Solid Nitrogen-Liquid nitrogen in a vacuum chamber

Solid nitrogen in vacuum chamber

With the boiling point of 321 degrees Fahrenheit below zero, few things are colder than liquid nitrogen. But what happens if we put liquid nitrogen in a vacuum chamber? As the vacuum pump lowers the pressure in the chamber, it also decreases the boiling point of any liquid within the chamber.

As a result our pool with liquid nitrogen is now superheated above its new boiling point and so it boils with greater vigour. Boiling faster increases evaporation of the liquid nitrogen and this active evaporation cools the liquid in the same way that evaporating sweat cools our body. So as more vapour boils away the liquid left behind gets colder. Eventually the remaining liquid nitrogen becomes so cold that it turns into a glassy solid. Solid nitrogen is something that few people have ever seen.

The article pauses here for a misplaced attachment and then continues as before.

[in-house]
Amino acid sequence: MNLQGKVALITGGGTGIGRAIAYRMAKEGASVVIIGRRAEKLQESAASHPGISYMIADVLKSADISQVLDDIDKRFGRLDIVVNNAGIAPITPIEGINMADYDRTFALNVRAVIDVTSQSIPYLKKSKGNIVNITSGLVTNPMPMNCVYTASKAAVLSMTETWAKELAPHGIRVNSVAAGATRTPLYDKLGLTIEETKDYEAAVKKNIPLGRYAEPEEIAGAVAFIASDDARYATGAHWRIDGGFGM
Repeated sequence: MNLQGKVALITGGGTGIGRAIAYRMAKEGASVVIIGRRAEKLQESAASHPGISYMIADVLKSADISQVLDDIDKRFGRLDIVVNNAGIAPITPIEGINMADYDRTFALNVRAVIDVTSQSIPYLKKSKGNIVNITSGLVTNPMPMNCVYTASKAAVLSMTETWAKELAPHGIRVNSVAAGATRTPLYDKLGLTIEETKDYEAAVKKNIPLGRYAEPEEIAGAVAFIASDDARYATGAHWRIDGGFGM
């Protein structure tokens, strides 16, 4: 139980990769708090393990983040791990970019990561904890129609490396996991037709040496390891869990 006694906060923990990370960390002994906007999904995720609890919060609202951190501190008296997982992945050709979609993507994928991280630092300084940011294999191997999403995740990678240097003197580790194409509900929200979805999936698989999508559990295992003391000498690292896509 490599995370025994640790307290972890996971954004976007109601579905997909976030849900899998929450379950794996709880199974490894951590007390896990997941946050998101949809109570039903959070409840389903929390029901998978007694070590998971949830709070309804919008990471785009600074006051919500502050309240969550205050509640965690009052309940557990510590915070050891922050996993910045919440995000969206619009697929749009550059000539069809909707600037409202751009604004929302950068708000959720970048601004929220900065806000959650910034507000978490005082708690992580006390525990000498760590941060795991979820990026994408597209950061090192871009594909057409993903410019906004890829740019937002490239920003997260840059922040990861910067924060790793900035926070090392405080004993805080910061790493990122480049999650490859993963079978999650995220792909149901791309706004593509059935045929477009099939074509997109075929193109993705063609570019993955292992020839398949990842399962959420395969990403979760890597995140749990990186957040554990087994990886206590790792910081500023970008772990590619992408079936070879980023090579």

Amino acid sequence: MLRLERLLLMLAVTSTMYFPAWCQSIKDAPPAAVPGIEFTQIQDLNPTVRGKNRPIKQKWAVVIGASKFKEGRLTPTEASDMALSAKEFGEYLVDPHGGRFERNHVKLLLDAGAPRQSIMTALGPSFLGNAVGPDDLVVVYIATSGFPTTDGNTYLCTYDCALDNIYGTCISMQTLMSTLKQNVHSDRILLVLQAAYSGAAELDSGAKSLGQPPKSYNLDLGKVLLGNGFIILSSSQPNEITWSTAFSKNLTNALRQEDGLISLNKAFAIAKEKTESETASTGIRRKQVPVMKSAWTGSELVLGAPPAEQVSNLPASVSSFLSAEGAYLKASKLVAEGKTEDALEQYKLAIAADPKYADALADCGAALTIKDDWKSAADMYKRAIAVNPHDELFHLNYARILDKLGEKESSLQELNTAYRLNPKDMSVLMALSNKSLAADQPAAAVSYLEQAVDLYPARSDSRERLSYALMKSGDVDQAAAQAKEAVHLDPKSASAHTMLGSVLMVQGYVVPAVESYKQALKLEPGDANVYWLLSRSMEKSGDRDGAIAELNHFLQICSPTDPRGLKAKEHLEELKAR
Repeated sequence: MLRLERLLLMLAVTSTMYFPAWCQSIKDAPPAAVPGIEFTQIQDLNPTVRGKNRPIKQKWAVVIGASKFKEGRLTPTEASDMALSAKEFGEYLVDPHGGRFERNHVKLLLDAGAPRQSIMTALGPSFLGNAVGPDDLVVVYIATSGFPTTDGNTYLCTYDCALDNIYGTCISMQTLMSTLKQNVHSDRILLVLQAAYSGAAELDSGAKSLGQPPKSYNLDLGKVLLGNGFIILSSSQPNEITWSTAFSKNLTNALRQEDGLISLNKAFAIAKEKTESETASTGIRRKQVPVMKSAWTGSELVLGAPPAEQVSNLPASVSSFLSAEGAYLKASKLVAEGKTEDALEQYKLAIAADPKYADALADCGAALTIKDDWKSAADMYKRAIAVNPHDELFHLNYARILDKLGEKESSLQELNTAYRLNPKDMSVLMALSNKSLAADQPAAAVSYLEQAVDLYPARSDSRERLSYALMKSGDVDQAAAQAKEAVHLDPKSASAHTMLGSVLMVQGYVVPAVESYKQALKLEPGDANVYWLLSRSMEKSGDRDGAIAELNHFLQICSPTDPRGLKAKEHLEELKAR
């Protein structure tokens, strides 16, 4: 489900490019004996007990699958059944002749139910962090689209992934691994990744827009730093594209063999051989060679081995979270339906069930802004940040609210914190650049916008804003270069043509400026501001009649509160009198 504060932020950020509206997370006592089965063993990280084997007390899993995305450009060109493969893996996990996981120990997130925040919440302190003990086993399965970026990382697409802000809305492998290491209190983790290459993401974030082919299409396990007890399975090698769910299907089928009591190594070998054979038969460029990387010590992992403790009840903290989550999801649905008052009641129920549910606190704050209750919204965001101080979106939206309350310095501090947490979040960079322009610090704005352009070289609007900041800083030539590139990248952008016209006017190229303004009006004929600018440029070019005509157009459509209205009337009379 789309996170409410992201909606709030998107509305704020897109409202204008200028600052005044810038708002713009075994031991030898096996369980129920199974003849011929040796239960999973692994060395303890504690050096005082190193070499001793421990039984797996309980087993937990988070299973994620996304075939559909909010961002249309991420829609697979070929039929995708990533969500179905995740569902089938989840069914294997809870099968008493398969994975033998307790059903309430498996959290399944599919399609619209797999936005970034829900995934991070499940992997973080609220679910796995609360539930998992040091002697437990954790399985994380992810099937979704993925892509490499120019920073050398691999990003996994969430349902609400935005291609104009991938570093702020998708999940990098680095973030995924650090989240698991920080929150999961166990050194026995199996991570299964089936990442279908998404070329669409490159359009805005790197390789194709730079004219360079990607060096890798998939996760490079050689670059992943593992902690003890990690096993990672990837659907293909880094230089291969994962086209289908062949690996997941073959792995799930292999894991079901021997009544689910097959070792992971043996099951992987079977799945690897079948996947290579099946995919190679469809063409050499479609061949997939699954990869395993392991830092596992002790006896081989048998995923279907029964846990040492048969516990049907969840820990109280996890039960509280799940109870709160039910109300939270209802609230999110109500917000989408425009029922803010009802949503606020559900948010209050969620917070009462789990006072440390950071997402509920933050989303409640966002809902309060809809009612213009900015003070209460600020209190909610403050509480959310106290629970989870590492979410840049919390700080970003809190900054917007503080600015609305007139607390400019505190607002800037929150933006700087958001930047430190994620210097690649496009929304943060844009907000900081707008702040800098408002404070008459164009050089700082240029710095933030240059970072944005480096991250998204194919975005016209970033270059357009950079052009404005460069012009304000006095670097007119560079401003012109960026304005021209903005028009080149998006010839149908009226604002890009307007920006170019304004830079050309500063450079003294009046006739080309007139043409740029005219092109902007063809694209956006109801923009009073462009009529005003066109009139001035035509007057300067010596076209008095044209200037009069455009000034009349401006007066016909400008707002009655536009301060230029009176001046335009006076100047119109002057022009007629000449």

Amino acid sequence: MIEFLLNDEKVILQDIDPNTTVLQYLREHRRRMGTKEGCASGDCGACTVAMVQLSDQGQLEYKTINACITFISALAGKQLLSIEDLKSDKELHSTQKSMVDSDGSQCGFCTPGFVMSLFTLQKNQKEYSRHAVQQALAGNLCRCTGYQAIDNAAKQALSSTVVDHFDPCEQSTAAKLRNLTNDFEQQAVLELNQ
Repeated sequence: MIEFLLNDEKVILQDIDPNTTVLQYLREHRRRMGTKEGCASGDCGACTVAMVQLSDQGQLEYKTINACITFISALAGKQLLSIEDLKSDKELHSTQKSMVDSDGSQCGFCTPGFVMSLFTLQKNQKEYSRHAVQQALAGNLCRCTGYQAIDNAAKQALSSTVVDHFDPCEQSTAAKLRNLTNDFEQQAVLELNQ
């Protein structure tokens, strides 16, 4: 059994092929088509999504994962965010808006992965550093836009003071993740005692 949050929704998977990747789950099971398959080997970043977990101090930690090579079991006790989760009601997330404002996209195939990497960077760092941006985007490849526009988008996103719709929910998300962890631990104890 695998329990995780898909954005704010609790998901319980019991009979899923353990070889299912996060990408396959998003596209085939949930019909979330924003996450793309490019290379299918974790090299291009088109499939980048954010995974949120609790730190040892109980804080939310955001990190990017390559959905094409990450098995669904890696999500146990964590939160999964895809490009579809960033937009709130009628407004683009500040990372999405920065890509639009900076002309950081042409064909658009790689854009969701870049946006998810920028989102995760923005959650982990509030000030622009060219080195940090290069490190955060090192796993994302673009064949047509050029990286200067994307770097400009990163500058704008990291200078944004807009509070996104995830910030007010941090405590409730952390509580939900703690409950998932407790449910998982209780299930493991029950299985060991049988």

The solid nitrogen is colder than 346 degrees Fahrenheit below zero, but when the evaporation has stopped the residual heat the metal inside the vacuum chamber begins to warm the solid nitrogen. Eventually it will melt but not before something remarkable happens. The randomly frozen nitrogen atoms want to organize themselves into a hexagonal lattice that is more tightly packed.

Solid Nitrogen Slow Motion

In the second video, we have used our high-speed camera to reveal the nucleation and spreading chain reaction of nitrogen atom snapping into their new positions. The force of rearrangement is powerful enough to scatter flaky bits of solid nitrogen. What you can see in slow motion video are infinitesimal atomic movements made visible to the naked eye.

Solid Nitrogen-Liquid nitrogen in a vacuum chamber on 2015-07-15 rated 5.0 of 5

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